NJ Diva Girl

The life of a Ghetto Geek Diva...

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    Thursday, July 28, 2005

    Brass Ass Monkey...

    As a child, my world was filled with drama, sadness and despair. The backdrop to my life involved daily doses of stolen car chases, drug dealing, shootings, poverty and all the other negatives associated with life in the ghetto. Children mimic the behavior of those in their environment. It is not only the parent's responsibility to protect children, but it is the communities' responsibility to set good examples.

    Constant negativity can have a lasting effect on children. As a result many children become statistics and never make it to adulthood. I have lost countless friends to the streets. I've witnessed crackheads rob, kill and sell their bodies just to get their daily fix. I have observed young girls, even as young as 11 have babies. I saw fat young healthy women dwindle away to nothing and then die from contacting HIV. Nothing surprises me, I have seen it all.

    I often wondered if I would become one of those statistics. I became destructive - there was so much anger inside of me. I struck out at people. I became the "B" word - a bully. I'd kick somebody's butt just for looking. Fortunately, my 8th grade teacher saw my potential and managed to penetrate my hard exterior. She took a liking to me, but she used tough love. After numerous suspensions, I returned to school only to get into yet another fight. She scolded me. She literally told me I wasn't "worth shit" and that I was going to end up with my "pretty little face all cut up", in jail or even worst the "morgue". She told me I was as dumb as a "brass ass monkey" among other things. I hated her. Who was this heffa to call me names? The brass ass monkey thing is what really did it for me. I was going to slash her tires later on that afternoon, that would teach her a lesson. But instead, I went home and secretly cried about it. The next day, she challenged me. She said, "Well if you ain't dumb then I dare you to read this book". It was the Autobiography of Malcolm X. Was this bitch crazy? The book was over 400 pages long. How did she expect me to read all of that? Deep down instead I knew I wasn't dumb, plus something had to give. What would it hurt if I read that dumb ole book? I'd have her off my back and I could get back to kicking ass.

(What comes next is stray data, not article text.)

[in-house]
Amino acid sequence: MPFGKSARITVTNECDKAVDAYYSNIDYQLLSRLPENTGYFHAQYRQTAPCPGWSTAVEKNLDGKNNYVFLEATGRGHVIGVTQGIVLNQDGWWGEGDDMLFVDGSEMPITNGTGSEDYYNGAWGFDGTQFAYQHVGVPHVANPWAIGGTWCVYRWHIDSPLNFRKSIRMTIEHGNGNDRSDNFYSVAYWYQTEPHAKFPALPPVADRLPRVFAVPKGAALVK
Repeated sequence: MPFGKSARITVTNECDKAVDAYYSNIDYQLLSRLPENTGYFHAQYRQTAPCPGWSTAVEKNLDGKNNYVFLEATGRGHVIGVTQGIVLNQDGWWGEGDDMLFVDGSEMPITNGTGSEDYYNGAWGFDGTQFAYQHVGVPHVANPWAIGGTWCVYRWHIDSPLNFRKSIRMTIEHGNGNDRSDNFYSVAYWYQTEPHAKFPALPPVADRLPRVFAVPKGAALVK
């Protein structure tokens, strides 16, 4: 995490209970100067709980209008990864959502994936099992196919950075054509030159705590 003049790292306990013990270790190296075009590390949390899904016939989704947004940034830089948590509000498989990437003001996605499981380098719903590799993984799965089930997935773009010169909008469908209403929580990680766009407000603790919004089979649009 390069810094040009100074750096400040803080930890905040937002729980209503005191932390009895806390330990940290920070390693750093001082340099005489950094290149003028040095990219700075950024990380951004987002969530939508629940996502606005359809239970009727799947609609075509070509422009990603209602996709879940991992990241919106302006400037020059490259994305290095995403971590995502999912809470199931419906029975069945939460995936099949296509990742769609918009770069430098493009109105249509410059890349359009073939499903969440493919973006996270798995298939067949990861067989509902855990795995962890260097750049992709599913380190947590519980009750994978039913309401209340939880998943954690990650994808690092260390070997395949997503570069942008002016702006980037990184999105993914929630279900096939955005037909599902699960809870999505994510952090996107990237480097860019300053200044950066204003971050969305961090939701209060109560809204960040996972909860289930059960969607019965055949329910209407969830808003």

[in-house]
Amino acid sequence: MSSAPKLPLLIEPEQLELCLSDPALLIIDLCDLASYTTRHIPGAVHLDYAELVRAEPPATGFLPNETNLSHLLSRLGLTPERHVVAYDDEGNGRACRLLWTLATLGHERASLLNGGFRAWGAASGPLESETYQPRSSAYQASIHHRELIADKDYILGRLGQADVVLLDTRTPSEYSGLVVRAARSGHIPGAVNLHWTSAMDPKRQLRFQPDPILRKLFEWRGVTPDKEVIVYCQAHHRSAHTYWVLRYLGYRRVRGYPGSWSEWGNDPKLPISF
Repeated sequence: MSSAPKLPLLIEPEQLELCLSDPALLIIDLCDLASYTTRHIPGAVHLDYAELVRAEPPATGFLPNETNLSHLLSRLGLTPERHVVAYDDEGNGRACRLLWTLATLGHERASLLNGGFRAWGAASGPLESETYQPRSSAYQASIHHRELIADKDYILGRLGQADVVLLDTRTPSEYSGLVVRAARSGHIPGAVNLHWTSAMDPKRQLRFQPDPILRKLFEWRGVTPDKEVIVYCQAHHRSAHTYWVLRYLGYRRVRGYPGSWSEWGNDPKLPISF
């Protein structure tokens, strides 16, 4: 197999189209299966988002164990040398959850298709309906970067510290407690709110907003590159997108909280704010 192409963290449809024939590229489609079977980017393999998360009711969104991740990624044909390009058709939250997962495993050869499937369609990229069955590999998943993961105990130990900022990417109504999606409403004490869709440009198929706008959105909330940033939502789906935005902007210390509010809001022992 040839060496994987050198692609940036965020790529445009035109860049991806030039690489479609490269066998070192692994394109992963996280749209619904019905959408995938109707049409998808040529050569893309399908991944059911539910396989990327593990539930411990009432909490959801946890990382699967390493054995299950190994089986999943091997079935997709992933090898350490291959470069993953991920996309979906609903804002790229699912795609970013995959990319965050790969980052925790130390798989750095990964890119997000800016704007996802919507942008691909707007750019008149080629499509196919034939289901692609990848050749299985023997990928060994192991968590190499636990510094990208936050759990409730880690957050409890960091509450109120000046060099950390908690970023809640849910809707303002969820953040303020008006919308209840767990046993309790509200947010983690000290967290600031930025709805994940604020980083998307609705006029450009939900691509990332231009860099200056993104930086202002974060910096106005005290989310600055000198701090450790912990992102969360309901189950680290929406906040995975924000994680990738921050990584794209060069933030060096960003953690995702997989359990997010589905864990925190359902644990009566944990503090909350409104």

That book changed my life! Instead of hanging in the streets, I took up hanging at the library, museums and even college lobbies. I learned about other walks of life and that there was something beyond the negatives I saw. I escaped ghetto craziness by burying my head in the books. Slowly, I started to take accountability for my actions. I no longer used my fist to solve problems. I started to fight for causes by becoming deeply involved with community events. Fortunately for me, my teacher cared enough and was willing to take note of my behavior. She didn't sit idly, she took action...and "by any means necessary." This allowed me to see the negativity for what it was worth. I refused to get caught up in drugs, sexual promiscuity and other criminal behavior.

    We need more role models like this. Grant it, as parents, we can not protect our children from every single atrocity. In fact, we want them to learn about both the good and the bad. This can not be done alone, society is just as responsible. Remember, children mimic what they see and hear. They need good role models to learn from. Will you be that role model or will our children become statistics?

    6 Comments:

    At 7/28/2005 2:33 PM, Blogger Luke Cage said...

    Here Here luv! Nice job on the commentary. There's always a defining moment when you look back and say, this is where it changed. This is the event that occurred that changed my life for the better, forever. I had a loving mother with loving siblings and we lived in a very unforgiving existence;

    An abusive dad, tough streets of Brooklyn and later the Bronx. We saw our share of friends become statistics as well. But you and I both made it out. Strong foundation and a will to get out of the cycle of depression helped us along. Glad to see you still around today, as I am glad to be here with ya. Good post and Malcolm X is one of the best essential reads of our time.

     

    At 7/31/2005 7:15 PM, Blogger The Nappyheaded Pensieve said...

    My heart is soo warm and fuzzy after reading that story. We definitely do need more role models like that. I am so happy you made it out ma and now you can be (I'm sure you are) a role model for countless others! ;o)

     

    At 8/04/2005 8:49 PM, Blogger NjDivaGirl said...

    Luke - Yep yep...that was the moment. I will be forever in debt...you know, we should never forget where we come from...but always keep an eye on where we are going.

    Nappyheaded - Someday, I'll make such an impact on a youthful person in the same way.

     

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